Zooming in on Coastal Birds.....

......with Coastwise member Martin Batt.

Like all organisations Coastwise has been severely affected by the C-19 restrictions, and the summer programme of outside activities has had to be abandoned for the time being. However, there is a thriving communication process based on Facebook and Whatsapp, and as an experiment, a talk on coastal birds was delivered using Zoom.

Martin is a knowledgeable birder, and talked about birds seen and photographed on the Farne Isalnds, Alderney and North Devon, all places where he has lived and worked.

He covered 14 species, such as the raptors - the Peregrine Falcon, with its huge capability for speed in attack which gives it lethal momentum despite its comparatively small mass, and the Common Buzzard, which is now a common sight around the coast.

There are several species of gulls, and one interesting fact that emerged was the reason for the wing tip colouring. Whereas the less obvious colour for a predator when viewed from below would be white, the long tip feathers gain strength from the black pigmentation, which has therefore conferred an evolutionary advantage versus the shorter wings necessitated by the less visible white feathers.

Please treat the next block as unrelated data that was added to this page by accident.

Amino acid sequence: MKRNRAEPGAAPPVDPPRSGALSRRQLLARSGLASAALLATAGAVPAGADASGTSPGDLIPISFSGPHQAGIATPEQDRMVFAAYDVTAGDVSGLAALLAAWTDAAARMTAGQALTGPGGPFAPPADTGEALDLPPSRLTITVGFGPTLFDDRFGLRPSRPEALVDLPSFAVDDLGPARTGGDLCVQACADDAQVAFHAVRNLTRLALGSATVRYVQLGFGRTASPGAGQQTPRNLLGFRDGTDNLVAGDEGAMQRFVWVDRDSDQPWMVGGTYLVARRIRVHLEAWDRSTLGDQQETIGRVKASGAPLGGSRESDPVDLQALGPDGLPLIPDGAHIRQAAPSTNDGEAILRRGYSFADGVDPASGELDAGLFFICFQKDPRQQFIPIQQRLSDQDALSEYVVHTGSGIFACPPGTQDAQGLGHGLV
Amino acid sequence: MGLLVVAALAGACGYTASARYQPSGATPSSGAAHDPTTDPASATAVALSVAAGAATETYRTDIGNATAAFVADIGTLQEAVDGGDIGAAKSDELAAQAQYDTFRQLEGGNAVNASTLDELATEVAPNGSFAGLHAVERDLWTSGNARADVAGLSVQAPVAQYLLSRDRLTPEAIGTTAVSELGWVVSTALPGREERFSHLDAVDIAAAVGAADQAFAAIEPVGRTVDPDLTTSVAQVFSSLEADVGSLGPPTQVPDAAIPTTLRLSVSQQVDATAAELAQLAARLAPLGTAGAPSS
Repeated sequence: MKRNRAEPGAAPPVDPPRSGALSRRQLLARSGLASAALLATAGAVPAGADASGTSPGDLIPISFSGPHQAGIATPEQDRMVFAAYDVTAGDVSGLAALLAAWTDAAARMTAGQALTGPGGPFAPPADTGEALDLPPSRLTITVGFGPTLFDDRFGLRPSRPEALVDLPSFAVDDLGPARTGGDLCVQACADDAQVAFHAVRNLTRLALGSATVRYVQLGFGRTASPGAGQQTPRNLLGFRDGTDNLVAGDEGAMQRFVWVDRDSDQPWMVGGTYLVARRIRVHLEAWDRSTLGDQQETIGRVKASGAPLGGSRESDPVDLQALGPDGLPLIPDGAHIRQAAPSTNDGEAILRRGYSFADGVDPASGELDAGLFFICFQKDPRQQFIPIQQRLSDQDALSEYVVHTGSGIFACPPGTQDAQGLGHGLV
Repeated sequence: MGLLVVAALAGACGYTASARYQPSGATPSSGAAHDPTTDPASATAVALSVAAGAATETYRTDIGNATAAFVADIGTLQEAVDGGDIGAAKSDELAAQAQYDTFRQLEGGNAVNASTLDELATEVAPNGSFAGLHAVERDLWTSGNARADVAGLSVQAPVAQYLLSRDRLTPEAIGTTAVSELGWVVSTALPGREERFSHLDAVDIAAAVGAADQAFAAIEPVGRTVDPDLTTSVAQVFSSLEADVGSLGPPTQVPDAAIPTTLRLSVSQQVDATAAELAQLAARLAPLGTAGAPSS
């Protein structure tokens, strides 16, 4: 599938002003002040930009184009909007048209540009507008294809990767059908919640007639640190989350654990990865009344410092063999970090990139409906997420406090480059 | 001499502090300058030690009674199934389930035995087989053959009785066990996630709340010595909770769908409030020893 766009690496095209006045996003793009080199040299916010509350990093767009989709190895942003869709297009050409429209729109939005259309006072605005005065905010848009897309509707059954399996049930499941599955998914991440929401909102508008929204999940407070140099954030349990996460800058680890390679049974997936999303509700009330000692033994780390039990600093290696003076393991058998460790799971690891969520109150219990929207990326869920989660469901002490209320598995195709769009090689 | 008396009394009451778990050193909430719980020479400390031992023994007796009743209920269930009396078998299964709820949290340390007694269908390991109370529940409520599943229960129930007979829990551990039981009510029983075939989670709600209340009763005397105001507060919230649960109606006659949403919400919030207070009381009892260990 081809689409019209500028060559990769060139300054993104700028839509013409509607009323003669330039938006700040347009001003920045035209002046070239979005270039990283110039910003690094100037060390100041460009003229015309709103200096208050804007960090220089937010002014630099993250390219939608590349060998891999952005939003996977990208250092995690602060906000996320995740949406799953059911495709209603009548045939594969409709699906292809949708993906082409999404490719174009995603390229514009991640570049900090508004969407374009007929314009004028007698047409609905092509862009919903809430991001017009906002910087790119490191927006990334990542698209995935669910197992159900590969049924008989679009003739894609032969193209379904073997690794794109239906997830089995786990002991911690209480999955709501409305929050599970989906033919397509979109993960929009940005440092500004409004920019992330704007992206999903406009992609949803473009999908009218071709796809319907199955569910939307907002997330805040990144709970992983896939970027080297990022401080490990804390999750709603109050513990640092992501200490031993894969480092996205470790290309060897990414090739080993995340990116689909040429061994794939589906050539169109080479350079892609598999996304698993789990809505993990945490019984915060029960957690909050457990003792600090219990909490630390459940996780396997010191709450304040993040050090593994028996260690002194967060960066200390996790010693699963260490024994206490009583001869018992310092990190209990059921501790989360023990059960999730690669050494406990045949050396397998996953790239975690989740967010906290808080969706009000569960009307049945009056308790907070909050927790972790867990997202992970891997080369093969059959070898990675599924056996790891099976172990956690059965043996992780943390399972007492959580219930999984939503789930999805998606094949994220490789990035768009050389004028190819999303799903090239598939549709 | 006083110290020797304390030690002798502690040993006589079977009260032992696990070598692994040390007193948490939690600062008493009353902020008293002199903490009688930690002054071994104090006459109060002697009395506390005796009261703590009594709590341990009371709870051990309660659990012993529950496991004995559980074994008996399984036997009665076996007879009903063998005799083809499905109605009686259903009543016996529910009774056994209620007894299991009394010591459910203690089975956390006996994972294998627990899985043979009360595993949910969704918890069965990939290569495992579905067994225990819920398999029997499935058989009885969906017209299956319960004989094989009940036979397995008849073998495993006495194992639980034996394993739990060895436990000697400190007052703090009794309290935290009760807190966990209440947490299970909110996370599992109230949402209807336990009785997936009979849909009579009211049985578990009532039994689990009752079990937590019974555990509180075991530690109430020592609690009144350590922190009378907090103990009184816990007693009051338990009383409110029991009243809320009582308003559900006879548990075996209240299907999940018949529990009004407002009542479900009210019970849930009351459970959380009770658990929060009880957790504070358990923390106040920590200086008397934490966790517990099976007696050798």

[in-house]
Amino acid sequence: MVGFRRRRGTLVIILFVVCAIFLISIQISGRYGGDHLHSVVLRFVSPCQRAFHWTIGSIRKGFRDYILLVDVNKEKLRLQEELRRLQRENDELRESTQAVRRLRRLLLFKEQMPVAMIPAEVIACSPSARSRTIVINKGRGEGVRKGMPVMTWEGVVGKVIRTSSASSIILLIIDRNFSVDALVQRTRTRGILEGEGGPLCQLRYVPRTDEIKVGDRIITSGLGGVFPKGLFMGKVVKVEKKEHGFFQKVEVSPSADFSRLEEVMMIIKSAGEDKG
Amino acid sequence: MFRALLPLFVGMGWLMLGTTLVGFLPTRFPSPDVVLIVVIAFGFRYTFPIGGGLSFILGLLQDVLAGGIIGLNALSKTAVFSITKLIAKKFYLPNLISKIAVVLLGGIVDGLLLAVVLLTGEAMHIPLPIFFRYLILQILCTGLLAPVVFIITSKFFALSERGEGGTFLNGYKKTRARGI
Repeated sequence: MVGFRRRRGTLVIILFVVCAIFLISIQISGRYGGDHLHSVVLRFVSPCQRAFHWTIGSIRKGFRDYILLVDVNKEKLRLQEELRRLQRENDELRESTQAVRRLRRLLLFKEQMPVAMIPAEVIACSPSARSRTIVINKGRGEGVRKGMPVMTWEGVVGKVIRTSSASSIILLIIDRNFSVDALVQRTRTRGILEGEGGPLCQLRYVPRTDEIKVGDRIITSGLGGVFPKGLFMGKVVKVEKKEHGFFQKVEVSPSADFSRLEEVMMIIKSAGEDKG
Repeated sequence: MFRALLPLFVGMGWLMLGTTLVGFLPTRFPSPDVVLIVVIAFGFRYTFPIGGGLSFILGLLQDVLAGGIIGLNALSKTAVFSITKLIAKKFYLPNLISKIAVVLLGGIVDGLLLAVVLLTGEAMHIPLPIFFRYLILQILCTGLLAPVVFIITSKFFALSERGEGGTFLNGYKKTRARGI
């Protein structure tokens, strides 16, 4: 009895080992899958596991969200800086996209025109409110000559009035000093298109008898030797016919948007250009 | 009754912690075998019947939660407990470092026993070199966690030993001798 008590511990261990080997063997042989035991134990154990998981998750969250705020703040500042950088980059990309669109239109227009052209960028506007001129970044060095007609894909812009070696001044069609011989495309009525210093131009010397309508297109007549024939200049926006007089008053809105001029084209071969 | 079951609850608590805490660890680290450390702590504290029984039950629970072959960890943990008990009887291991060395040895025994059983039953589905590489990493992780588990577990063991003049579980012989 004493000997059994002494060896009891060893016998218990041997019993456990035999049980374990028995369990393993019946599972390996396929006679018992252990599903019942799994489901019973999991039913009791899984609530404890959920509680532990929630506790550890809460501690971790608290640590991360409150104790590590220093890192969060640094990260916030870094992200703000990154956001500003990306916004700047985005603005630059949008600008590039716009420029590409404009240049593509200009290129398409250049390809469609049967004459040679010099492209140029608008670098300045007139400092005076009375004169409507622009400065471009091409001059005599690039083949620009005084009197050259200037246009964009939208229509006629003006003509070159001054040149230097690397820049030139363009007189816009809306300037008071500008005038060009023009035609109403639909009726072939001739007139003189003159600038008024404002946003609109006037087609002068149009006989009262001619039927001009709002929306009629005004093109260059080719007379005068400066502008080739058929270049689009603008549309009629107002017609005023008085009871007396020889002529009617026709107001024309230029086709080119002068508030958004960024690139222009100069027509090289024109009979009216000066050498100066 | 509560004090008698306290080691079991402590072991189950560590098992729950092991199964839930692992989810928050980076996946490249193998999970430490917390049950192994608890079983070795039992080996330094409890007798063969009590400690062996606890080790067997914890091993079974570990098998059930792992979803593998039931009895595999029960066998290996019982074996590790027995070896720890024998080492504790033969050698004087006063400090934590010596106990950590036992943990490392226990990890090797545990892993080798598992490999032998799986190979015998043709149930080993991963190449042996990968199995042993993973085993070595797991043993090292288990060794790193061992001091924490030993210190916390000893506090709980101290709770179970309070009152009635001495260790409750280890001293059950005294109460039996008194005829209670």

Martin commented that the Cormorants and Shags are one of the most primitive birds with several features which demonstrate this, such as lack of a brood patch of soft feathers on the breast, and the inability to fly far. His close-up pictures also showed the range of irridescent colours their feathers show, rather than the black seen at distance.

Egrets, both Little and Great are also regularly seen in the Taw/Torridge Estuary area, as are Shelducks, among many other ducks.

The talk was deliberately shortened, but in 45 minutes Martin showed some lovely pictures selected from his extensive collection, and Coastwise members all found his depth of knowledge a real education. Great stuff, and a good start to Coastwise's response to C-19 !

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